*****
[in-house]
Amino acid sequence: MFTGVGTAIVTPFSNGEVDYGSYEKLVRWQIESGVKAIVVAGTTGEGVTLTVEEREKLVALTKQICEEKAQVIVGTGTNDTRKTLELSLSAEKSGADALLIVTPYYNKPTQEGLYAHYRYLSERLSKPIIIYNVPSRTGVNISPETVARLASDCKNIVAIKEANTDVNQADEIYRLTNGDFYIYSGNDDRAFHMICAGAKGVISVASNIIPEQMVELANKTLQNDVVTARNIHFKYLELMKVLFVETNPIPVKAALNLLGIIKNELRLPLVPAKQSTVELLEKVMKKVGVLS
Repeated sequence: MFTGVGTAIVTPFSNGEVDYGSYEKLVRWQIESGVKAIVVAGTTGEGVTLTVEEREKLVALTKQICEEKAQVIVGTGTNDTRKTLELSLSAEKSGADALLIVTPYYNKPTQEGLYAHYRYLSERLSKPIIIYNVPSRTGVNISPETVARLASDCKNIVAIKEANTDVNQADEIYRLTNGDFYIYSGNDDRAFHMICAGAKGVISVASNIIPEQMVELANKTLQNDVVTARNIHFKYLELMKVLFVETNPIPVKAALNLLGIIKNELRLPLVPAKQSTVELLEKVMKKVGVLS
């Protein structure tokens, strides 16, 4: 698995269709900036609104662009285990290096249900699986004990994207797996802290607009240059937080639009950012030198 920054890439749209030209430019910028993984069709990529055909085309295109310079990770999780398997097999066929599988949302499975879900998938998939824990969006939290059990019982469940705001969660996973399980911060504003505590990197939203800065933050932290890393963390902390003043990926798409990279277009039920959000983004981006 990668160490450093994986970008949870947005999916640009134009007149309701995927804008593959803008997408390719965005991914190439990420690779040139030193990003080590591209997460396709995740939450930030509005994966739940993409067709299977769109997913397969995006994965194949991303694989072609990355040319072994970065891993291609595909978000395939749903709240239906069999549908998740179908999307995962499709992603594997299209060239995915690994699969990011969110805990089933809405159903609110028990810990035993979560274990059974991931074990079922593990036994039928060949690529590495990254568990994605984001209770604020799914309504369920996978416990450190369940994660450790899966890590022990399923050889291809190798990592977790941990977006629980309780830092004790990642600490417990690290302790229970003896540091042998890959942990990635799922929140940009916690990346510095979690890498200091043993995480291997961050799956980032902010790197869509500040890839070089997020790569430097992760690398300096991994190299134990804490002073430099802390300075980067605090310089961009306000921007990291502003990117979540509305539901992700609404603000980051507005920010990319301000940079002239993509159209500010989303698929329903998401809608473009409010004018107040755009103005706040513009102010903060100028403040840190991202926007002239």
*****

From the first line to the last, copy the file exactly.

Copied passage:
[in-house]
Amino acid sequence: MFTGVGTAIVTPFSNGEVDYGSYEKLVRWQIESGVKAIVVAGTTGEGVTLTVEEREKLVALTKQICEEKAQVIVGTGTNDTRKTLELSLSAEKSGADALLIVTPYYNKPTQEGLYAHYRYLSERLSKPIIIYNVPSRTGVNISPETVARLASDCKNIVAIKEANTDVNQADEIYRLTNGDFYIYSGNDDRAFHMICAGAKGVISVASNIIPEQMVELANKTLQNDVVTARNIHFKYLELMKVLFVETNPIPVKAALNLLGIIKNELRLPLVPAKQSTVELLEKVMKKVGVLS
Repeated sequence: MFTGVGTAIVTPFSNGEVDYGSYEKLVRWQIESGVKAIVVAGTTGEGVTLTVEEREKLVALTKQICEEKAQVIVGTGTNDTRKTLELSLSAEKSGADALLIVTPYYNKPTQEGLYAHYRYLSERLSKPIIIYNVPSRTGVNISPETVARLASDCKNIVAIKEANTDVNQADEIYRLTNGDFYIYSGNDDRAFHMICAGAKGVISVASNIIPEQMVELANKTLQNDVVTARNIHFKYLELMKVLFVETNPIPVKAALNLLGIIKNELRLPLVPAKQSTVELLEKVMKKVGVLS
């Protein structure tokens, strides 16, 4: 698995269709900036609104662009285990290096249900699986004990994207797996802290607009240059937080639009950012030198 920054890439749209030209430019910028993984069709990529055909085309295109310079990770999780398997097999066929599988949302499975879900998938998939824990969006939290059990019982469940705001969660996973399980911060504003505590990197939203800065933050932290890393963390902390003043990926798409990279277009039920959000983004981006 990668160490450093994986970008949870947005999916640009134009007149309701995927804008593959803008997408390719965005991914190439990420690779040139030193990003080590591209997460396709995740939450930030509005994966739940993409067709299977769109997913397969995006994965194949991303694989072609990355040319072994970065891993291609595909978000395939749903709240239906069999549908998740179908999307995962499709992603594997299209060239995915690994699969990011969110805990089933809405159903609110028990810990035993979560274990059974991931074990079922593990036994039928060949690529590495990254568990994605984001209770604020799914309504369920996978416990450190369940994660450790899966890590022990399923050889291809190798990592977790941990977006629980309780830092004790990642600490417990690290302790229970003896540091042998890959942990990635799922929140940009916690990346510095979690890498200091043993995480291997961050799956980032902010790197869509500040890839070089997020790569430097992760690398300096991994190299134990804490002073430099802390300075980067605090310089961009306000921007990291502003990117979540509305539901992700609404603000980051507005920010990319301000940079002239993509159209500010989303698929329903998401809608473009409010004018107040755009103005706040513009102010903060100028403040840190991202926007002239």